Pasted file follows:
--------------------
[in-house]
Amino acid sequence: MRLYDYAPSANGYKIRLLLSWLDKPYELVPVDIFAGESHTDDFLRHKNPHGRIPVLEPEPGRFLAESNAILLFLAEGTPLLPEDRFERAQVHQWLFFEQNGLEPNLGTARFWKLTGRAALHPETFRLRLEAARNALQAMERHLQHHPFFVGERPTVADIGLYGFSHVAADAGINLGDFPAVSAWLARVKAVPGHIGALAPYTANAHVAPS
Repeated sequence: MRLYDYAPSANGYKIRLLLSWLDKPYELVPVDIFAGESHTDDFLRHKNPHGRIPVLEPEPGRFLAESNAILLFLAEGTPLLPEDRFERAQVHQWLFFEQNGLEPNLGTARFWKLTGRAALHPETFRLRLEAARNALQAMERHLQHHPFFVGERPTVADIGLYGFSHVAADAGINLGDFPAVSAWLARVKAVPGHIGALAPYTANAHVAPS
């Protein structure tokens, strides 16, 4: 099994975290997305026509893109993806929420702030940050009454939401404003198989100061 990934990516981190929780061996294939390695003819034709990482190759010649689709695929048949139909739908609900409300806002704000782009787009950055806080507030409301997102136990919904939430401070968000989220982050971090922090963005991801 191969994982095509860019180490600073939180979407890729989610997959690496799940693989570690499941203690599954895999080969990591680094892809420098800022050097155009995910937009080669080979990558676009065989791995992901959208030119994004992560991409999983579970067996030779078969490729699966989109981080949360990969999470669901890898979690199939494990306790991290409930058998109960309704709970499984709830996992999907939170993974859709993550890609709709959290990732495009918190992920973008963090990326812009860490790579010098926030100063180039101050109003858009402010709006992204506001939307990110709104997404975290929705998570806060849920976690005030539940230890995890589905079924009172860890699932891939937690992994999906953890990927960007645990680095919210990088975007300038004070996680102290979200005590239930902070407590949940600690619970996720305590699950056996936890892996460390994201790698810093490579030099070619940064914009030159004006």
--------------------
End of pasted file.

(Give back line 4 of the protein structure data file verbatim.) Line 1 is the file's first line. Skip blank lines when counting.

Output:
């Protein structure tokens, strides 16, 4: 099994975290997305026509893109993806929420702030940050009454939401404003198989100061 990934990516981190929780061996294939390695003819034709990482190759010649689709695929048949139909739908609900409300806002704000782009787009950055806080507030409301997102136990919904939430401070968000989220982050971090922090963005991801 191969994982095509860019180490600073939180979407890729989610997959690496799940693989570690499941203690599954895999080969990591680094892809420098800022050097155009995910937009080669080979990558676009065989791995992901959208030119994004992560991409999983579970067996030779078969490729699966989109981080949360990969999470669901890898979690199939494990306790991290409930058998109960309704709970499984709830996992999907939170993974859709993550890609709709959290990732495009918190992920973008963090990326812009860490790579010098926030100063180039101050109003858009402010709006992204506001939307990110709104997404975290929705998570806060849920976690005030539940230890995890589905079924009172860890699932891939937690992994999906953890990927960007645990680095919210990088975007300038004070996680102290979200005590239930902070407590949940600690619970996720305590699950056996936890892996460390994201790698810093490579030099070619940064914009030159004006």